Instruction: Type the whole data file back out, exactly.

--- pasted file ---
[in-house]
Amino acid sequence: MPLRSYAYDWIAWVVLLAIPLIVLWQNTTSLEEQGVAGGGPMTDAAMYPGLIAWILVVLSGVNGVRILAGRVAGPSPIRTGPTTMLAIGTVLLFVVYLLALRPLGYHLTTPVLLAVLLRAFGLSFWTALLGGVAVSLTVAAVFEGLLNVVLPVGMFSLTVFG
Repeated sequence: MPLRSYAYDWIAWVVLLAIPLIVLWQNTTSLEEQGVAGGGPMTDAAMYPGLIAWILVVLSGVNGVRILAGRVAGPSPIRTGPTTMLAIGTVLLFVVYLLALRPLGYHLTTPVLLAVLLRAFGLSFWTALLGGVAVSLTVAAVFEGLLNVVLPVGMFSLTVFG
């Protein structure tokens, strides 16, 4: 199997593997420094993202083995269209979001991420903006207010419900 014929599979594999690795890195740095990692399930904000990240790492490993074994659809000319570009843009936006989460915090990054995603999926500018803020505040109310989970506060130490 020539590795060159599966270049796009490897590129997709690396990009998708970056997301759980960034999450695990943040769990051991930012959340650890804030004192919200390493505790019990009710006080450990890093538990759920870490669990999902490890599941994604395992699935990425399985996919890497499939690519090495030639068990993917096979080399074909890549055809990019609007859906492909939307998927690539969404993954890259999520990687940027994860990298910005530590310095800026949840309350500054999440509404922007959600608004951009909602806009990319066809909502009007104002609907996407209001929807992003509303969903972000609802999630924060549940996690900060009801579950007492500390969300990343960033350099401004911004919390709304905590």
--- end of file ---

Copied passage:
[in-house]
Amino acid sequence: MPLRSYAYDWIAWVVLLAIPLIVLWQNTTSLEEQGVAGGGPMTDAAMYPGLIAWILVVLSGVNGVRILAGRVAGPSPIRTGPTTMLAIGTVLLFVVYLLALRPLGYHLTTPVLLAVLLRAFGLSFWTALLGGVAVSLTVAAVFEGLLNVVLPVGMFSLTVFG
Repeated sequence: MPLRSYAYDWIAWVVLLAIPLIVLWQNTTSLEEQGVAGGGPMTDAAMYPGLIAWILVVLSGVNGVRILAGRVAGPSPIRTGPTTMLAIGTVLLFVVYLLALRPLGYHLTTPVLLAVLLRAFGLSFWTALLGGVAVSLTVAAVFEGLLNVVLPVGMFSLTVFG
């Protein structure tokens, strides 16, 4: 199997593997420094993202083995269209979001991420903006207010419900 014929599979594999690795890195740095990692399930904000990240790492490993074994659809000319570009843009936006989460915090990054995603999926500018803020505040109310989970506060130490 020539590795060159599966270049796009490897590129997709690396990009998708970056997301759980960034999450695990943040769990051991930012959340650890804030004192919200390493505790019990009710006080450990890093538990759920870490669990999902490890599941994604395992699935990425399985996919890497499939690519090495030639068990993917096979080399074909890549055809990019609007859906492909939307998927690539969404993954890259999520990687940027994860990298910005530590310095800026949840309350500054999440509404922007959600608004951009909602806009990319066809909502009007104002609907996407209001929807992003509303969903972000609802999630924060549940996690900060009801579950007492500390969300990343960033350099401004911004919390709304905590």